Updated: November 12, 2021
Over the years, I've never had much luck with pure Debian. While I did manage to use, even rather quite successfully, a whole range of Debian-derived distros, the vanilla origin always felt weird and awkward to me. This is why, years back, I decided not to test it anymore, because it would only lead to a pointless rant on my side. But then, I read a bit more about Devuan. And here we are.
Devuan is Debian sans systemd. Now, as you are probably aware, systemd is this thing that manages the Linux system startup, and it comes with lots of parts and components, and it's complex and ... mostly unnecessary. But how can one demonstrate that? One tries a distro that uses init, the old boot and startup tooling! I figured it could be a nice little exercise to put my hands on Devuan, and see if and how this distro can prove its simple value in the world of overcomplicated technology. After me.
I decided to spare Devuan no mercy. I booted it on my new test laptop, which comes with AMD Ryzen, VEGA graphics and UEFI. It started fine, and it didn't complain about the hardware. Predictably though, I do have to complain. The desktop just looks awful. It would make early 2000s desktops look modern. Really.
The colors are washed out. The fonts are blurry and pale, with low contrast. The desktop layout is crude. I don't mind the old stuff, but the system menu isn't invoked with the Super key, and if you want to log out or reboot, Xfce sends out a powerful beep through your speakers. Plugging in the power cord made the screen dim completely. By default, text files open in LibreOffice. Truly, there was nothing functionally redeeming here that would make me stay, init or no init, innit. However, much like Debian, it lets you install KDE, which you can do with a convenient meta package called task-kde-desktop. So I decided to suffer for a bit, and install the distro.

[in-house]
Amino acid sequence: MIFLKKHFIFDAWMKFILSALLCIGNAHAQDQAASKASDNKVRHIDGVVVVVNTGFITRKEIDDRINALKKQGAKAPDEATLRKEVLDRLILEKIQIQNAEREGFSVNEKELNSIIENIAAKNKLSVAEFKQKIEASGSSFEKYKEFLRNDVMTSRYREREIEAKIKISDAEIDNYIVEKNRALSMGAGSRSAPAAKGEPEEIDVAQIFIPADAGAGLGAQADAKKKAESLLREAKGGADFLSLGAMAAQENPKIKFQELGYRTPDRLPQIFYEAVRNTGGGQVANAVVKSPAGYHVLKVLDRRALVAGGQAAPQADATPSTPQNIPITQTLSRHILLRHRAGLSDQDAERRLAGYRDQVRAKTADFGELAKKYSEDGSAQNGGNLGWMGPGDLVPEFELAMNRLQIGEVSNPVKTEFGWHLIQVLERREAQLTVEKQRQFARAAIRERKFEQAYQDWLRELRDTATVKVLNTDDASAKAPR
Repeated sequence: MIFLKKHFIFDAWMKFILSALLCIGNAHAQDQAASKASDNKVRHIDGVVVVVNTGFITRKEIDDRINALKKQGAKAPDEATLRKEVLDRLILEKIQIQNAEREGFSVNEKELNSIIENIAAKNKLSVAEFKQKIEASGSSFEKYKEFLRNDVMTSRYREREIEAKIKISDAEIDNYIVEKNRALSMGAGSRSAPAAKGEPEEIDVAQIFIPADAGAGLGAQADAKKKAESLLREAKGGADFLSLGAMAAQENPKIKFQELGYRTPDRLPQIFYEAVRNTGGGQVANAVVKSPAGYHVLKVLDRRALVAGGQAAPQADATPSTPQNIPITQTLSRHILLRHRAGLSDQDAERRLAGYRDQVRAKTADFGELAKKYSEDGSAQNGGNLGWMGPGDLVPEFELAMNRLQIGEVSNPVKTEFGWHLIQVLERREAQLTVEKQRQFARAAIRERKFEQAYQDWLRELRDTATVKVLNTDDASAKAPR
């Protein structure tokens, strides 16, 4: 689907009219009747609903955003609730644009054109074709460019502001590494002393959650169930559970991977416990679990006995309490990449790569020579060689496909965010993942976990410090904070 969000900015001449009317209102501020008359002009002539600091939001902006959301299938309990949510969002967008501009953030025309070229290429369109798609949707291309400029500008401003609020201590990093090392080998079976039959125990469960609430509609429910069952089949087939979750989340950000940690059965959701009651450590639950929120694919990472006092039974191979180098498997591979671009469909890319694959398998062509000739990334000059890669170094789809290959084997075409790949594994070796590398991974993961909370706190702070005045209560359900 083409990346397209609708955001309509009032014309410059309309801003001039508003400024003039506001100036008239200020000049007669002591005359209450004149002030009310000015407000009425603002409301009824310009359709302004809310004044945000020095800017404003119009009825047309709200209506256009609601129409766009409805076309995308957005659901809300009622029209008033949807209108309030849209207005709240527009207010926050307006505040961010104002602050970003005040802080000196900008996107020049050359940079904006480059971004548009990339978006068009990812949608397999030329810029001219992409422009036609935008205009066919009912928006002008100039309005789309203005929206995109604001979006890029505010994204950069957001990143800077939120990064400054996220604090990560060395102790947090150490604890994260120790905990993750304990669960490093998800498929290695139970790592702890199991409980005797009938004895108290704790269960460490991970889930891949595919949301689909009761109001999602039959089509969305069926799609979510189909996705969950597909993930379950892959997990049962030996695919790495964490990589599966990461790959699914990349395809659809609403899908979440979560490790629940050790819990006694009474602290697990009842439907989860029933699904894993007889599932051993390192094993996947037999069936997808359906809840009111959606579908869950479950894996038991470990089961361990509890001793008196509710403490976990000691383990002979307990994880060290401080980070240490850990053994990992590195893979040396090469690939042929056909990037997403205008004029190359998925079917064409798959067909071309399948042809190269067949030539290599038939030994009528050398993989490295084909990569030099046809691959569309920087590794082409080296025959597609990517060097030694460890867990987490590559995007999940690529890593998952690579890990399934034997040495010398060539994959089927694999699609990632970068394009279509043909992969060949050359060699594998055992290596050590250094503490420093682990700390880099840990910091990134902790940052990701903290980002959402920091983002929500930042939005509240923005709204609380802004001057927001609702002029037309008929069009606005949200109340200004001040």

The installation, wowzers
If I thought the desktop was bad, the installer made me cringe. A combination of terminal windows, ugly popups, and disjointed information. Yes, you can make progress, and yes, you can install this thing. But there is no reason, whatsoever, in 2021, why anyone would want to have to use this wizard, or why there can't be simple and friendly tools to take care of the installation process. For that matter, why even offer a would-be GUI tool? Why not just command-line all the way? The attempt at would-be friendliness is pointless.
The installation was phenomenally fast. Two minutes done, all of it. Really cool. You get a chance to configure your user, plus bootloader, and all that. Sounds all right. I rebooted, and ... GRUB command-line. For whatever reason, Devuan couldn't properly load the boot menu. All right. Since the installation didn't take that long, I tried the entire process one more time. Live session. Installation. Bootloader config. Check. Reboot. No go.
The most frustrating thing about this whole deal is that I wasn't able to get to the point where init matters, to see how it fares and compares to systemd. But then, the live system started in only about 20 seconds from an ancient USB2.0 stick, not different from any other distro. It was blazing fast in the live session. Ugly but fast. Then, I remembered. MX Linux. There's a Debian-based distro, which is fast, simple, elegant AND uses init. And it boots fast and true. So I can relax.
Back to Devuan. The experience is quite similar to Debian. It's not meant for home use unless you're willing to invest a lot of energy getting everything sorted out nicely. But then, at that point, you might as well use a derivative distro that has been polished, tweaked and made practical by someone else. On top of that, Devuan wouldn't even boot after the installation, so there's very little else for me to say. Until the next time.